Changes with Preventative Care
The Affordable Care Act (ACA) also known as healthcare reform, required non-grandfathered health insurance (issued or substantially changed after 3/23/2010) to cover preventative testing such as mammograms; for females every year beginning age 40 and PSA testing for men every year for men beginning at age 50.
Interesting, since 2010, organizations have come out against mammograms and PSA testing stating these test cause over diagnosis and waste. For example, The US Preventive Services Task Force, three years ago “stopped recommending mammograms for women in their 40s based on the negligible lifesaving benefits seen in clinical trials and the high rate of false findings”.
Two months ago, the National Cancer Institute recommended redefining cancer to eliminate the association with slow growing breast, prostate, lung and thyroid lesions and to prevent over diagnosis and over treatment. Their stated purpose was to prevent “unneeded tests” considered waste.
Kidney disease was to follow with researchers stating that too many people are being diagnosed with stage 3 kidney disease and this disease should be redefined. Dialysis is very expensive, could it be assumed that dialysis may be delayed in some cases?
I do not know all of the answers, but I am asking you to think. It is clear that our present healthcare system has fraud, abuse and waste. Fraud and abuse are more identifiable to eliminate, but waste is a tough one. Is it waste if a mammogram finds someone to have a lump and to have a follow up mammogram in 90 – 180 days? Is it waste to have follow up antibiotic treatment and reexamination if a PSA result is out of the normal range? Is it waste to biopsy a lung lesion?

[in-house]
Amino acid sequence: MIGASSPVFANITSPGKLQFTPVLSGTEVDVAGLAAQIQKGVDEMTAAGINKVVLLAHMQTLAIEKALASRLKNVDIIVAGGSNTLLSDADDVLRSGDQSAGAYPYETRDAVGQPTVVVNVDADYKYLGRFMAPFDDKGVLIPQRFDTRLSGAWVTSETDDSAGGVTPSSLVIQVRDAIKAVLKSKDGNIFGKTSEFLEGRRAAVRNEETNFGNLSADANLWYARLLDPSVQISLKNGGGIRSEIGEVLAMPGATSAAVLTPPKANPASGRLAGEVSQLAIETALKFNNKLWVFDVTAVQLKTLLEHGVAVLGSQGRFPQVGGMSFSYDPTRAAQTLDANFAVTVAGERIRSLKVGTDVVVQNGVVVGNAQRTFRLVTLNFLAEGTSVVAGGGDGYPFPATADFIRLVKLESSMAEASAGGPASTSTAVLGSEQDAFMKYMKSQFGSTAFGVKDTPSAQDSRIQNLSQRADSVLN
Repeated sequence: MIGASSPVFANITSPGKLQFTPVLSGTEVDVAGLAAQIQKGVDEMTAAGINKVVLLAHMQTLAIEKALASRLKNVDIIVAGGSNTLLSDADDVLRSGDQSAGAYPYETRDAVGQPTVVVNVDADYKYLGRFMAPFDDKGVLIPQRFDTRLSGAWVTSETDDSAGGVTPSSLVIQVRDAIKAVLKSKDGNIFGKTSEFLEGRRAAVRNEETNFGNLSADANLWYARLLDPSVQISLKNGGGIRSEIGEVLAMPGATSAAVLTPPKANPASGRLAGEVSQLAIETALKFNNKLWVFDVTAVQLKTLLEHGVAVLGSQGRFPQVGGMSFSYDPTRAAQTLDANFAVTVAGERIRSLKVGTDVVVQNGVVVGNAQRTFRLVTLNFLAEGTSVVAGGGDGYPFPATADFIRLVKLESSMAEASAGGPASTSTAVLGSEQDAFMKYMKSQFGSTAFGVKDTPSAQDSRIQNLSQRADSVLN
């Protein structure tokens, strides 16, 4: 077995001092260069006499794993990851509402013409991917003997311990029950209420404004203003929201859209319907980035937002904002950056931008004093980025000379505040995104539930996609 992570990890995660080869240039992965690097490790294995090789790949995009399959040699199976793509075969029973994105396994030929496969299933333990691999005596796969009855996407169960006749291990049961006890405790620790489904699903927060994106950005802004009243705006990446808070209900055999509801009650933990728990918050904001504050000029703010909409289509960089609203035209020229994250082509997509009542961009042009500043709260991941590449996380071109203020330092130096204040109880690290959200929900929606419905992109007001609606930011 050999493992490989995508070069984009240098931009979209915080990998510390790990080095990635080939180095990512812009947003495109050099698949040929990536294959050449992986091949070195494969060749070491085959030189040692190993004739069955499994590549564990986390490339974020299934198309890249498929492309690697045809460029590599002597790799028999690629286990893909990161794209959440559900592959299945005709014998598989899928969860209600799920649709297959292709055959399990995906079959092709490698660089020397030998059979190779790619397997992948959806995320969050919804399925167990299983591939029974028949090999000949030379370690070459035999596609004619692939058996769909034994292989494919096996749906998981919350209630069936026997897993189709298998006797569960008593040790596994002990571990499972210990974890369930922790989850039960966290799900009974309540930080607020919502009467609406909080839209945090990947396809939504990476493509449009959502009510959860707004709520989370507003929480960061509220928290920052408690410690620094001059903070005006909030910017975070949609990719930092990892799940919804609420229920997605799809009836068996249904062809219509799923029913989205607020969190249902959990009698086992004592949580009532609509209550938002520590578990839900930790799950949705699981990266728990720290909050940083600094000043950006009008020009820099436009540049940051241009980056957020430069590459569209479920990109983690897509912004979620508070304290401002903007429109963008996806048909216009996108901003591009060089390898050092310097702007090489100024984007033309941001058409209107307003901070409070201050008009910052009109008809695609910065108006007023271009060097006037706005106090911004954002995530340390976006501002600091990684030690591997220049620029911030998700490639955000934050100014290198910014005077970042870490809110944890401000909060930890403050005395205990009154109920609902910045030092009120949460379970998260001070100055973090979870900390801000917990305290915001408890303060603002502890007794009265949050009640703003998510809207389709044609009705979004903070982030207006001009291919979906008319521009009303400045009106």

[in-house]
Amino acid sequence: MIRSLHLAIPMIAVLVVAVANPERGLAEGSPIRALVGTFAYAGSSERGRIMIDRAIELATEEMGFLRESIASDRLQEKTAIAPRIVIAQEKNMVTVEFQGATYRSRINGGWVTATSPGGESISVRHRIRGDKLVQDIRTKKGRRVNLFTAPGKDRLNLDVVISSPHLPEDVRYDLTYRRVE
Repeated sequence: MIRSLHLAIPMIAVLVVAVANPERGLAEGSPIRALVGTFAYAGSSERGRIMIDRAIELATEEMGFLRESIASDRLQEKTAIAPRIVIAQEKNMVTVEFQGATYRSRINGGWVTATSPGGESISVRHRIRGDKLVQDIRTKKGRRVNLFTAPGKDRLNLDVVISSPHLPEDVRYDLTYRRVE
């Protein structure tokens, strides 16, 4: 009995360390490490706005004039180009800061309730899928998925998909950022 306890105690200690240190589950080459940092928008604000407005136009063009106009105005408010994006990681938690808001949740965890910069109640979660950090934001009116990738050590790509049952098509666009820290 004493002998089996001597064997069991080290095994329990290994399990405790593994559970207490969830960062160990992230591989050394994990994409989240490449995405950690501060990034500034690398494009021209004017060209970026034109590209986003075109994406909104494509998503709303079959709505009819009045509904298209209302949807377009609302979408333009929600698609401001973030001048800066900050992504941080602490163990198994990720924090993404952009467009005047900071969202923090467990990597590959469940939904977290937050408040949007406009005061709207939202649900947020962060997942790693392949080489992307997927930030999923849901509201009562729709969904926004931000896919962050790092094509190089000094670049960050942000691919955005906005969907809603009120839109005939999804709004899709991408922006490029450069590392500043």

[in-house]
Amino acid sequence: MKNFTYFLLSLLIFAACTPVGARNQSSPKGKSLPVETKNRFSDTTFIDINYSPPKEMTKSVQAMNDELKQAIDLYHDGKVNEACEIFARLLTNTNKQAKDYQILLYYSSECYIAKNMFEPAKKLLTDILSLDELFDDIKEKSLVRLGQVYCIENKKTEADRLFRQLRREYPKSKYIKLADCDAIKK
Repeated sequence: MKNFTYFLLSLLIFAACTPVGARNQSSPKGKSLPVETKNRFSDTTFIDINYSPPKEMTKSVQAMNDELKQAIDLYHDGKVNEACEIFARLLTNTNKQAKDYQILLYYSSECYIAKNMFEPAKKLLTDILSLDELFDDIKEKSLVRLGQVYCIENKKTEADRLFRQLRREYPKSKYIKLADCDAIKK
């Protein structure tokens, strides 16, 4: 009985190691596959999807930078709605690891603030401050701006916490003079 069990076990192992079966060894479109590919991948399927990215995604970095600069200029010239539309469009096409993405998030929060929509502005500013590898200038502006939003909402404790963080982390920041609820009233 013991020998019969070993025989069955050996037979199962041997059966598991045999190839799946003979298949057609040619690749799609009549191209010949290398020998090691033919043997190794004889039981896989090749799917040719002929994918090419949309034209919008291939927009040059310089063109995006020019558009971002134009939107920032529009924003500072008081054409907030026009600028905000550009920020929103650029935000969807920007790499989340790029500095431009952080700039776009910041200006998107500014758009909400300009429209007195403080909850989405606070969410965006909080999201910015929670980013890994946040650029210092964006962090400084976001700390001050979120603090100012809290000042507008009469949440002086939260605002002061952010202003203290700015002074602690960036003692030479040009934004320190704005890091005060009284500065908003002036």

Today, it is clear that many enjoy much freedom in our healthcare. We can see the doctors we wish, we need to be able to pay for services. In America, if we want a car; we buy the car we want within our means. Many times the car we want is too expensive so we settle on a lesser car. Healthcare is now fairly much the same way.
We do know that the current system cannot continue as is. The Sustainable Growth Rate formula was enacted as part of the Balance Budget Act of 1997. This Act set targets for yearly increases in provider reimbursement. These increases, based on what is considered manageable and sustainable growth is not enough to offset medical inflation. Therefore, an additional “doc fix” payment increase has been passed annually since then to pay providers. This increase is now 24.4%.
Last month a US House subcommittee examined changing healthcare fundamentally by removing the ‘fee for service” system now in place for Medicare patients. So what does that mean? Care for people on Medicare would then probably be managed. Like in the 1980’s HMOs required their insureds to use a primary care physician (PCP) as a gate keeper to all medical services. The HMO doctors were paid based on the amount of profit retained at the year. People vocally fought this method and a lesser restrictive system grew – Preferred Provider Organizations. PPO allowed patients more freedom to see doctors. To see providers not in their network, the patient would pay more in co-insurance.
We are now seeing the return to the PCP gatekeeper model – example Accountable Care Organizations (ACOs) and some Medicare Advantage plans. As this model moves forward, we will see substantial change in the way we receive care. How does a country cover millions of people not currently covered? If diseases are redefined, could we see substantial changes in the treatment of disease? Is this a form of rationing? There are many question; the answers are yet to come as the system continues to evolve.